LONDON, Jan. 24, 2013 /PRNewswire/ -- Withan average of more than four transactions announced every day in 2012, the oil and gas sector has remained one of the most active global sectors for mergers and acquisitions. According to Ernst & Young's Global oil and gas transactions review, oil and gas transactions recorded a staggering US$402b in 2012, representing a 19% increase compared to 2011 (US$337b). Ninety-two transactions exceeded US$1b in value compared to just 71 in 2011. This was despite a marginal decrease in oil and gas transaction volumes from 1,664 deals in 2011 to 1,616 in 2012.
Oil and gas transactions activity by segments
Upstream remained the most active segment with US$284b worth of transactions accounting for 71% of total deal values. North America continued to be the most dominant region for activity, accounting for approximately 52% of the upstream transactions volume. However, within North America, transaction volumes were supported by a rapidly growing Canadian deal market whilst the US market contracted.
Andy Brogan, Ernst & Young's Global Leader Oil & Gas Transaction Advisory Services comments:
"2012 saw a continuation of trends we have seen for the last few years supported by a relatively benign oil price environment. The increase in the number of larger deals was a function of more capital becoming available to the right class of buyer together with increased pressure from asset and company owners to crystallize returns."
Transactions values in the downstream segment were flat at US$42b, with volumes also fairly stagnant at 162 transactions (6% lower than 2011). The decline is particularly evident in the US and South America, where transaction volumes have reduced by eight and seven transactions respectively.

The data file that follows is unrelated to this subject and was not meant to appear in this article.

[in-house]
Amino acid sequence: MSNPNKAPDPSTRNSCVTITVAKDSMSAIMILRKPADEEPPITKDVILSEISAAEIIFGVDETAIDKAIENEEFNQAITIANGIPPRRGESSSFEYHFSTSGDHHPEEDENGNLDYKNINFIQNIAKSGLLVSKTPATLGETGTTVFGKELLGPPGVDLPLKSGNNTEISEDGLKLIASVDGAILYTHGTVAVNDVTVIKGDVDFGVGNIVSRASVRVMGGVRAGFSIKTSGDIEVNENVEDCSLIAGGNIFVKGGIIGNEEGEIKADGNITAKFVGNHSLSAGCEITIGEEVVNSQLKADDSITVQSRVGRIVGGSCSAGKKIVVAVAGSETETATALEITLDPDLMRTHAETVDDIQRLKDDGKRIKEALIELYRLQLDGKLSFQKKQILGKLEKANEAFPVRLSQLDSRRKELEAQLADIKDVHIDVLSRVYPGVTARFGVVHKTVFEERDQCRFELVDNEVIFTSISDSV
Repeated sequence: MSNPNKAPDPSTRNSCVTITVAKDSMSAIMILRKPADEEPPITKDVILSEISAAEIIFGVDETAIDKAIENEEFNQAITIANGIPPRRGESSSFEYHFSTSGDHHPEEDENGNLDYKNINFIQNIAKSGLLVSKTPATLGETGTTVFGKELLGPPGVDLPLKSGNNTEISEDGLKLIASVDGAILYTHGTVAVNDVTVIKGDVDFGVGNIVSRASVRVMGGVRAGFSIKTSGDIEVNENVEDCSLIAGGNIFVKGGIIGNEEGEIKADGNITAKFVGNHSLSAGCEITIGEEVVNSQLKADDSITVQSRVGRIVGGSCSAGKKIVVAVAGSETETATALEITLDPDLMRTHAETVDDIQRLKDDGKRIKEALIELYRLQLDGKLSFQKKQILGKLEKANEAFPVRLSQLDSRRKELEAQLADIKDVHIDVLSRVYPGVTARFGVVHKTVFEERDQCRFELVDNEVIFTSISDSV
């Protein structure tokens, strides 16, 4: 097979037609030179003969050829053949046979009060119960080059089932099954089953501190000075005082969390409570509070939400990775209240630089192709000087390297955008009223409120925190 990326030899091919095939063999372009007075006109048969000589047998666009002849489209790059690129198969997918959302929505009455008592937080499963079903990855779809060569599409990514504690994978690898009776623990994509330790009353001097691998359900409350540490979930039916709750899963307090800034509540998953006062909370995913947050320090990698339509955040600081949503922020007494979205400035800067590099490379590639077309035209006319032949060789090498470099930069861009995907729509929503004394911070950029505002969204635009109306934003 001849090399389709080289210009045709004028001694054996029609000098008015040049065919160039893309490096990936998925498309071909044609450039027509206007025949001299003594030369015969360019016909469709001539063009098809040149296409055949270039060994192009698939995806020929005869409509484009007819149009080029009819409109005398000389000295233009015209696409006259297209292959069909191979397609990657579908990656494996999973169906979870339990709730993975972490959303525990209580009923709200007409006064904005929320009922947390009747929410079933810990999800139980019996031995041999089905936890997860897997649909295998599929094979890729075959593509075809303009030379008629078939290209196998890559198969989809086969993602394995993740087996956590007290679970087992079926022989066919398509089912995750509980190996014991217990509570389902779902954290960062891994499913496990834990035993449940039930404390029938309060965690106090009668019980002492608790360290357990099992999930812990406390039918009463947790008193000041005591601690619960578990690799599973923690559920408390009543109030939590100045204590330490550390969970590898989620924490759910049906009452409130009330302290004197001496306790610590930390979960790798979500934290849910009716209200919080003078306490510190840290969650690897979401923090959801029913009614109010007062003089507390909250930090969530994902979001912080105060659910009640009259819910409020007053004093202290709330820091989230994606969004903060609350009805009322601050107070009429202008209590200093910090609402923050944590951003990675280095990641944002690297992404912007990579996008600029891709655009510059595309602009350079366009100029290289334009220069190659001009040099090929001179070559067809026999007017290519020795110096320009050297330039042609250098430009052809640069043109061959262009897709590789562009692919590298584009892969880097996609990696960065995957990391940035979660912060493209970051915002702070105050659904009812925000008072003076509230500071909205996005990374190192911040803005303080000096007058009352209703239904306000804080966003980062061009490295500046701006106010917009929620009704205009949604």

"Companies remain cautious in mature markets due to the continuing downside risks for oil product demand, driven by the uncertain economic outlook and austerity measures. Storage facilities that deliver global connectivity and trading potential remain attractive to acquirers, with conversion of refining facilities also being considered," continues Brogan.
In contrast, transactions volumes in Asia have increased by nine transactions as demand for oil products continues to surge in the region.
The number of transactions in the midstream segment in 2012 decreased by 19% from 111 in 2011 to 90 in 2012. The reported deal value decreased significantly, from US$87.3b in 2011 to US$50.3b in 2012 due to the absence of a blockbuster deal such as Kinder Morgan's acquisition of the El Paso group. North America accounted for 78% of all midstream transactions, but this was a decline from the 83% dominance of the region in 2011. Midstream activity levels will likely continue to increase outside of North America as infrastructure ownership further disaggregates from upstream assets, driven by capital allocation and regulatory factors.
Oilfield services fastest-growing segment for a second year
The fastest-growing segment for transaction volumes was oilfield services, repeating last year's healthy growth. Total oilfield service volume of 212 deals was up almost 10%. The aggregate deal value in 2012 dropped by a third to US$26b, reflecting the absence of deals with scale comparable to the US$8.7b Ensco-Pride merger of 2011.
SOURCE Ernst & Young
To access over 3,000 of the latest oil projects from across the world visit Projects OGP for free trial today